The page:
A map of London’s fried chicken obsession

The British capital's love affair with buckets and nuggets, explained

A close-up of central London's favorite fried chicken shops​

A close-up of central London's favorite fried chicken shops

Image: Heikki Vesanto
  • Fried chicken is London's favorite fast food.
  • There are more than 8,000 chicken shops in the British capital.
  • This map shows which brands dominate where.

Chicken shop capital of the world

Formerly the Star and Garter pub in east London, now Whitechapel Fried Chicken.

Image credit: Ewan Munro, CC BY-SA 2.0

London likes to think of itself as the capital of the world. It certainly is the world capital of the fried chicken shop.

For many Londoners, a night out isn't complete without a visit to their local chicken shop. For many others, fried chicken is a quick, cheap, and tasty substitute for a healthy meal. That's why there are more than 8,000 purveyors of processed poultry in the British capital.

Fried chicken, often served with chips, is the reincarnation of that British fast food staple, fish and chips, adapted to the spicier tastes of London's immigrant communities — many chicken shops are halal, for instance.

London being London, even the lowly chicken shop has been gentrified. You can get your upmarket fried fowl at gourmet versions with ironic names like "Mother Clucker" and "Absurd Bird." There's even a vegan version called "Temple of Seitan (sic)."

But the standard chicken shop is still decidedly downmarket and comes with a fair bit of social stigma attached. The fried chicken shop has even become a yardstick for the undesirability of an area in terms of real estate. The Coffee vs. Chicken Index measures the number of coffee shops and chicken shops in a given area. More coffee shops means the neighborhood is gentrifying. A preponderance of chicken shops suggests the opposite (the area is gently frying).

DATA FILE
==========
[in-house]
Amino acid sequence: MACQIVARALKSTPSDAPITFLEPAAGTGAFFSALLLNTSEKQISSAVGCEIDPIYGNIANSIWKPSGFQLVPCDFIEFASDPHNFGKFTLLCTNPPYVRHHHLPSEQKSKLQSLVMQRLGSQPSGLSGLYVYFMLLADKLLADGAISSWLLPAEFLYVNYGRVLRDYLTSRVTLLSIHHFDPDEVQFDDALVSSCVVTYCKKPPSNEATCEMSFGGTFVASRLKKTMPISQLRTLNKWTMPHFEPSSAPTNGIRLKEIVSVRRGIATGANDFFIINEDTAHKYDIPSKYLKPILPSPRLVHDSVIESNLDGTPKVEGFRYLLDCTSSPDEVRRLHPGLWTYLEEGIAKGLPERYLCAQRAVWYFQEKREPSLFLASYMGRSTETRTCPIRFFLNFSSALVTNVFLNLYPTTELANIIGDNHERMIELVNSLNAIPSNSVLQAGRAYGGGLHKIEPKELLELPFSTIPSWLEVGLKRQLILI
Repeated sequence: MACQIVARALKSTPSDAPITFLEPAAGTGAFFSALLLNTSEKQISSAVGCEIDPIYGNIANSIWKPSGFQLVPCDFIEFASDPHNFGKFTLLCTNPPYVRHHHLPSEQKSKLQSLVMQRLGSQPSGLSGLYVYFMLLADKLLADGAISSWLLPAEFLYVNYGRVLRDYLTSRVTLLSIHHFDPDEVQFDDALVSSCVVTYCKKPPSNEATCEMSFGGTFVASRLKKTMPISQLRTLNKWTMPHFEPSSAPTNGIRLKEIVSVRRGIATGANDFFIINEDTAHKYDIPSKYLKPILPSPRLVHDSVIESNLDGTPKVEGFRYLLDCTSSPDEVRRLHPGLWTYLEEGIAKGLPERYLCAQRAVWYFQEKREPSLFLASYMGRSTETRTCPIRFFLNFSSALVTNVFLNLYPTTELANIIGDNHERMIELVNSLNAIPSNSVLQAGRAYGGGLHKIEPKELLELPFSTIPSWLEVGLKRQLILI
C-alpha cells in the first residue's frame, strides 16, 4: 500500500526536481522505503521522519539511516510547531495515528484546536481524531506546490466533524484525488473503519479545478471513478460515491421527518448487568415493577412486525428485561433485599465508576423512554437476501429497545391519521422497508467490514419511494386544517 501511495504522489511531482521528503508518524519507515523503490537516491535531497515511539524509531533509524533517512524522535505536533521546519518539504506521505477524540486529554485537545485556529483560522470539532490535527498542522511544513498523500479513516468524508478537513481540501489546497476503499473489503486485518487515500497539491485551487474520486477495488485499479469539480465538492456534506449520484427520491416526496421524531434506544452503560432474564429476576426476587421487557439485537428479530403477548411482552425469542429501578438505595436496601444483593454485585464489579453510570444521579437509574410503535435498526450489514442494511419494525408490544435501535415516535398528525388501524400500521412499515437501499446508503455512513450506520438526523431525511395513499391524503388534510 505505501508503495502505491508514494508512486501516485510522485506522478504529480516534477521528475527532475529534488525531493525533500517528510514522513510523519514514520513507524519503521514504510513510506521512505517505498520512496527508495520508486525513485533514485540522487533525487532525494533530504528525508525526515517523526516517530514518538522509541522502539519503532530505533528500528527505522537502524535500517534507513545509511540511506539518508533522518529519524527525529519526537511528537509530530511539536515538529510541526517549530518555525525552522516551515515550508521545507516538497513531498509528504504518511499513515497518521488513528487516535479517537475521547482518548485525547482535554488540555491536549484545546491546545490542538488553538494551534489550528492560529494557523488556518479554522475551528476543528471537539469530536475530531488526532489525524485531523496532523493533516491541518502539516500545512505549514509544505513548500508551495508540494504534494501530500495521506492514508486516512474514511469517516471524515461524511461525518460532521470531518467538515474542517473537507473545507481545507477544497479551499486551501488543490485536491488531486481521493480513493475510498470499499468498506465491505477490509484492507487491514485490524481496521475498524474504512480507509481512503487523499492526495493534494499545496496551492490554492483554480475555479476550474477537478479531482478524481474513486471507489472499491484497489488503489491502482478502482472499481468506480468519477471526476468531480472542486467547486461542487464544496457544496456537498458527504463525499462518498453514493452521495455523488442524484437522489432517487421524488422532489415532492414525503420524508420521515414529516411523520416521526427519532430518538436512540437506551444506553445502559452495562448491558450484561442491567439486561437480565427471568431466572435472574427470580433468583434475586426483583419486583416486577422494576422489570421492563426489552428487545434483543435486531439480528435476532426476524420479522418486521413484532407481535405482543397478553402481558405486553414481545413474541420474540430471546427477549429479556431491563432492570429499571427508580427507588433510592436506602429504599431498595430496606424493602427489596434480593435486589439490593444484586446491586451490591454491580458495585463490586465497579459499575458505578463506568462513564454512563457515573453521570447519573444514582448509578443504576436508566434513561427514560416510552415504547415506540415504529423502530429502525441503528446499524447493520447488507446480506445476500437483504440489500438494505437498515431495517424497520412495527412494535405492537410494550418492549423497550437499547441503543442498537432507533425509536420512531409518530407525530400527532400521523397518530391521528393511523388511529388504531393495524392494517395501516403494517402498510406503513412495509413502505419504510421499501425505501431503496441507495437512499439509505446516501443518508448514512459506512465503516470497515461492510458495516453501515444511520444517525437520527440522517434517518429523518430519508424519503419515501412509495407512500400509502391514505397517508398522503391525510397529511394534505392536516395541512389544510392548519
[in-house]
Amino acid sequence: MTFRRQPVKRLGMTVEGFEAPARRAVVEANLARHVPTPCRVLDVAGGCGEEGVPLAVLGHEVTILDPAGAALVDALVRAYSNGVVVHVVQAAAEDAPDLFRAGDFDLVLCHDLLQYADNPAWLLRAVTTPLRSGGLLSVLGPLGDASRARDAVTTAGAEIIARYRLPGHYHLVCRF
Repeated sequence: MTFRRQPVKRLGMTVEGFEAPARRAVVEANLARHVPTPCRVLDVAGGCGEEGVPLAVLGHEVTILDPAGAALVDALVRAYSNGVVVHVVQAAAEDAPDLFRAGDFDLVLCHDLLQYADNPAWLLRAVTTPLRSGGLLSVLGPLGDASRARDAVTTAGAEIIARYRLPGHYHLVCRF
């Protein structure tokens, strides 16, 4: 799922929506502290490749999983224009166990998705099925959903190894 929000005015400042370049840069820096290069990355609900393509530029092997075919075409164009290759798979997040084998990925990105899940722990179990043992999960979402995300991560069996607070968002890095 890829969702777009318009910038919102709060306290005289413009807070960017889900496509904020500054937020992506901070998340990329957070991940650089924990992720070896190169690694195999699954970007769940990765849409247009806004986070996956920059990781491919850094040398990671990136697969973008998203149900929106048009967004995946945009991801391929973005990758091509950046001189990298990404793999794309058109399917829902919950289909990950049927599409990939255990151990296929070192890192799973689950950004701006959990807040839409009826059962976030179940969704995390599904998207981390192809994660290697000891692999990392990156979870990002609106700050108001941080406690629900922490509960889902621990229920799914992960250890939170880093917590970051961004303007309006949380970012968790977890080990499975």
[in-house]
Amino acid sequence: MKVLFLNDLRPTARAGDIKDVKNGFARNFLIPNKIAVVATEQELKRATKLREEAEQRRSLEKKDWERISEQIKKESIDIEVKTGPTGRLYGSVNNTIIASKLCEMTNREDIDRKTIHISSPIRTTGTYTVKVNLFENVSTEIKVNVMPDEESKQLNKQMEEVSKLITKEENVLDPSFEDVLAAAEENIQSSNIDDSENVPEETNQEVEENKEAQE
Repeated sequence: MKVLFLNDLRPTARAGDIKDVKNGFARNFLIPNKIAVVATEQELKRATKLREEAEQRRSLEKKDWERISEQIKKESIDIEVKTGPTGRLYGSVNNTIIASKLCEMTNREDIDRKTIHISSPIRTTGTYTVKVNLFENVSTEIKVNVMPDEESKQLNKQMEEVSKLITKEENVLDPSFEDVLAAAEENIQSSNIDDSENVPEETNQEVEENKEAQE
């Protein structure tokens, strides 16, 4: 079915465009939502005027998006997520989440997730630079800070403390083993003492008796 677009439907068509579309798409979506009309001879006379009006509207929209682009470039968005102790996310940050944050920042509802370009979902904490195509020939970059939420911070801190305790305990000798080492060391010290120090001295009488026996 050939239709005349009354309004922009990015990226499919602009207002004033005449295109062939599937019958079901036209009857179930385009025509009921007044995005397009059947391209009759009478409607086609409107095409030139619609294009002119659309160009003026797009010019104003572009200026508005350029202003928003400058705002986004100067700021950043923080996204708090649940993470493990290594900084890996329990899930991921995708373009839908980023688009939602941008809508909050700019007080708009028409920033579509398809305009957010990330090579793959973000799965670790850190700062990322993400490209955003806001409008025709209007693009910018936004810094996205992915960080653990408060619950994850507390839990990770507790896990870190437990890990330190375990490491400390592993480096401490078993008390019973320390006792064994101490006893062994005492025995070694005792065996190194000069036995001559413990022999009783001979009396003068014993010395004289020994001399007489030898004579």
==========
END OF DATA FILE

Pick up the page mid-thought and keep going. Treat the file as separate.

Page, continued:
Chicken territories

KFC is the cock of the block, but Londoners love their local brands too.

KFC is the cock of the block, but Londoners love their local brands too.

Image: Heikki Vesanto

There's more than a whiff of fried chicken in the air in Mile End Road, in the east London borough of Tower Hamlets. It has so many chicken shops it's also known as the Chicken Shop Mile. There are 42 chicken shops for each secondary school in the borough. Not coincidentally, Tower Hamlets has the sixth-highest rate of child obesity in the U.K. One in four kids aged 11 is obese.

The link between childhood obesity and fried fast food is more than anecdotal. Many chicken shops have offers are explicitly aimed at children. In retaliation, some local councils now forbid hot food takeaway restaurants close to schools. But as this map shows, chicken shops are as much London landmarks as red double decker buses. Innumerable chains compete for the favor of the chicken-loving customer. This map shows some of the larger brands.

Cock of the block is Kentucky Fried Chicken, which opened its first London outlet in Finchley in 1968. KFC's success spawned a legion of competitors, often echoing the southern flavor of the chain's name – see Dallas Chicken & Ribs and Dixy Chicken, for instance.

While KFC dominates in various areas across the capital, some chains have a very local, fiercely loyal fan base. Morley's, for instance, is a mainly south London phenomenon. Havering is Chicken Valley.

This map was made by Heikki Vesanto, who adds: "It's a simple Voronoi network for the closest fried chicken restaurant, but it is missing quite a few establishments. I would need a better source of restaurants." Time for some finger-licking field work.

Map reproduced with kind permission of Heikki Vesanto.

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